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DMV, CDT Officials to Join First Virtual Blockchain Group Meeting

The Blockchain Working Group altered timelines for two recent meetings in the wake of the coronavirus pandemic. The group will hear from tech officials at two major state agencies next week and consider a definition for the electronic ledger technology.

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The state Blockchain Working Group will hear from top tech officials next week at its first meeting since the March 19 statewide stay-at-home order to slow the spread of the novel coronavirus (COVID-19).

The working group of technologists, legislators and academics, convened last year by the California Government Operations Agency (GovOps), canceled its March 13 Finance Subcommittee meeting and postponed its March 24 Group meeting — but on April 7, members will hold their first-ever all-virtual meeting. Among the takeaways:

The agenda is “largely the same” as the group’s postponed meeting, Chairperson Camille Crittenden, executive director of the Center for Information Technology Research in the Interest of Society (CITRIS) and the Banatao Institute, told Techwire via email. But it could yield at least one important milestone for the membership: an agreed-upon definition for the electronic ledger technology — something in the works since last year, and an important step ahead of the group’s July 1 report on blockchain to the state Legislature.

Crittenden called it “likely” that a definition would be finalized, since members have discussed the draft definition and proposed revisions have been released.

In December, the group considered a definition of blockchain technology from members Brian Behlendorf, executive director of Hyperledger, and David Tennenhouse, chief research officer for VMware, as something used “to build decentralized systems that increase the verifiability of data shared amongst a group of participants, which brings increased trust to the overall system”; and including “specialized datastores, sometimes called ‘distributed ledgers,’ that provide a verifiable ordering of transactions on the datastore.”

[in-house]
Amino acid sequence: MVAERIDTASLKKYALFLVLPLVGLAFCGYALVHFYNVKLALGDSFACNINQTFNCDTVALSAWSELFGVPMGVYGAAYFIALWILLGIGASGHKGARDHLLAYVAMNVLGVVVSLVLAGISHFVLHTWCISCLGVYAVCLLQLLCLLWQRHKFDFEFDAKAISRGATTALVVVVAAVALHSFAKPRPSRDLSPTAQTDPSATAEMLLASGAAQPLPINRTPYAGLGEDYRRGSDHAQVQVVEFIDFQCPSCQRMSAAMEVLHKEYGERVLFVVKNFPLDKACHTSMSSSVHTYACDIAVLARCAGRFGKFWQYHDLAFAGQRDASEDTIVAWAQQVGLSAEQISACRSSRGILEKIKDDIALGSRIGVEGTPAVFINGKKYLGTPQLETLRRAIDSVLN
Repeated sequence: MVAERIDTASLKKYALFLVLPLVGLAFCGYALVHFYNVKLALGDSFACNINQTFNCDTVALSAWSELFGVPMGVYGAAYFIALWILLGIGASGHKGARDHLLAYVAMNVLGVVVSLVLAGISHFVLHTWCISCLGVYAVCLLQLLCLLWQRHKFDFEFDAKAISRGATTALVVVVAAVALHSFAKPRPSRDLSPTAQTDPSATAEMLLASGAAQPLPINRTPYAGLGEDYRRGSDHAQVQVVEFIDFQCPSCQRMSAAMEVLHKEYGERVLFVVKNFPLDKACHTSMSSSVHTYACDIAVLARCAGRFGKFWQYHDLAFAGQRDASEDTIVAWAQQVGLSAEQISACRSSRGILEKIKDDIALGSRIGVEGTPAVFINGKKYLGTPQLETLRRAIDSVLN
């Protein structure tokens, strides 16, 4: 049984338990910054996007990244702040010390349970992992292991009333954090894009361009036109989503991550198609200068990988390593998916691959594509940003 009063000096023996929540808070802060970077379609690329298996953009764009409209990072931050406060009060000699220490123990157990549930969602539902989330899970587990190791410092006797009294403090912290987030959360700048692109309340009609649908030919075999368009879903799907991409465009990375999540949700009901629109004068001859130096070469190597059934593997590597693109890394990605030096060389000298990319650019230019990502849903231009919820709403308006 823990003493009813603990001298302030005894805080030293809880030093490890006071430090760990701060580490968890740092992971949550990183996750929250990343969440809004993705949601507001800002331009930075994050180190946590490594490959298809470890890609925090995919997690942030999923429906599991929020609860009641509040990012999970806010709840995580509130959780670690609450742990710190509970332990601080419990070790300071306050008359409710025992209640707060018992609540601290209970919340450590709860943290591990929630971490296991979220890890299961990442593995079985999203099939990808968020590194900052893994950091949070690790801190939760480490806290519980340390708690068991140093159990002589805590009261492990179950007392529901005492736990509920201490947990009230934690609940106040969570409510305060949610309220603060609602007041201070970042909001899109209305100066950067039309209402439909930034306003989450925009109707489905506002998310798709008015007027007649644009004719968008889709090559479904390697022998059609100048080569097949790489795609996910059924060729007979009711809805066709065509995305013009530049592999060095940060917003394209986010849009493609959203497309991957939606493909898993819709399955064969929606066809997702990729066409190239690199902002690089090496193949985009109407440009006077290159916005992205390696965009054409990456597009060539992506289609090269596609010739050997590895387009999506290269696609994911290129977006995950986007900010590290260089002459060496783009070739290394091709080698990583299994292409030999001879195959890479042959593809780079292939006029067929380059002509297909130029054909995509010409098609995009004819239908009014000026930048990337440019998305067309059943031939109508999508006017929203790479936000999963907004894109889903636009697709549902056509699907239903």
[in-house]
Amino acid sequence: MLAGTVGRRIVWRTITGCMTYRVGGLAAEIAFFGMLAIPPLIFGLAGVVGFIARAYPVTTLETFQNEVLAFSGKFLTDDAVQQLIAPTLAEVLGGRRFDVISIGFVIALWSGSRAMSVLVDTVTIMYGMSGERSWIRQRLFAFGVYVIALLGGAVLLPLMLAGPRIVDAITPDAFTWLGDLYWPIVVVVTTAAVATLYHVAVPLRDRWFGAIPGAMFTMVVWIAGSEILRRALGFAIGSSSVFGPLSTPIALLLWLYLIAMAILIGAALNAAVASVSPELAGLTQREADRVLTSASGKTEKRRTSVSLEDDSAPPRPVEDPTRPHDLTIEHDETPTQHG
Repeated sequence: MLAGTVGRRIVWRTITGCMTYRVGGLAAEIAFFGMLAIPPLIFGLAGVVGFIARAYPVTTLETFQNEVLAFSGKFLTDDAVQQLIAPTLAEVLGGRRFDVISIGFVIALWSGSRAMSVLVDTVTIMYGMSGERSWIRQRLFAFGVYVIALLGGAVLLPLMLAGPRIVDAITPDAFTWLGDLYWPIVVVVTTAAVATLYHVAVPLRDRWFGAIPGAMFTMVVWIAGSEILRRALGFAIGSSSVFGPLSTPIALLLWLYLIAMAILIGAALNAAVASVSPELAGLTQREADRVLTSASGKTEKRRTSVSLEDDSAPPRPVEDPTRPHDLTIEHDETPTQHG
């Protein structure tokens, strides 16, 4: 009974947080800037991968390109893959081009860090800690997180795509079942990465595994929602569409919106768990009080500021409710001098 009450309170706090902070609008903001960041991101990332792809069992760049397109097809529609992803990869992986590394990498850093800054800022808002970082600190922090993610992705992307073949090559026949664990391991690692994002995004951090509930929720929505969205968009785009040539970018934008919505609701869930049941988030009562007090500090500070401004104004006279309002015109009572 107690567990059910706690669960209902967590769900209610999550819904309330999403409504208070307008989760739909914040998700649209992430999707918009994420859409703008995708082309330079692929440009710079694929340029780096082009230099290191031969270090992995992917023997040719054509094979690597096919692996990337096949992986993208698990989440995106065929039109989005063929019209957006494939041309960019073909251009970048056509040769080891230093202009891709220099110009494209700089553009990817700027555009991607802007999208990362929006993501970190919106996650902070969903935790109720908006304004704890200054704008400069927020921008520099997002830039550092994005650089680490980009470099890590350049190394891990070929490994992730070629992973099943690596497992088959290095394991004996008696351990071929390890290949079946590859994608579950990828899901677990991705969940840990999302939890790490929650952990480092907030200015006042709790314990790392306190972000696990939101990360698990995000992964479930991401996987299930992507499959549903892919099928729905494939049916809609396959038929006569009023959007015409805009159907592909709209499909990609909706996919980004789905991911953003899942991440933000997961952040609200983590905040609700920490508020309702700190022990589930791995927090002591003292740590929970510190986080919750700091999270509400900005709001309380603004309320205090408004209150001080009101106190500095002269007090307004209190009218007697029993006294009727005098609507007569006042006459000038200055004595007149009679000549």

• The working group will hear from state Chief Information Officer Amy Tong, director of the California Department of Technology, and three other department CIOs during an informational presentation on the state process for adopting new tech — with the goal of informing the group on “state adoption of blockchain for specific applications.” Tong will discuss results of a state CIO survey. Presenting will be Benjamin Bonte, CIO for the California Department of Industrial Relations; Sergio Gutierrez, agency information officer for the California Environmental Protection Agency; and Kem Musgrove, CIO for the state Franchise Tax Board.

Crittenden said group members wanted to hear directly from the agency IT leaders who would be charged with implementing any proposed blockchain solutions, and whose “budgets and workforce would be most affected by adopting new platforms.”

• Members of the working group will also hear from California Department of Motor Vehicles Chief Deputy Director Kathleen Webb and its Chief Digital Transformation Officer Ajay Gupta. The two spoke at the premiere DMV Vendor Day in October; and in January, Gov. Gavin Newsom elevated Gupta to his current role from that of special consultant and adviser to DMV Director Steve Gordon. Crittenden said DMV is exploring potential use cases for blockchain as part of strategic planning for the agency’s digital transformation.

“We look forward to hearing from its leaders regarding the opportunities and challenges it has encountered in its evaluations thus far,” Crittenden said.

Anita Gore, DMV’s deputy director of communications, said via email the agency “is looking to collaborate with the working group and is in the preliminary stages of exploring potential uses of the technology.”

Theo Douglas is Assistant Managing Editor of Industry Insider — California.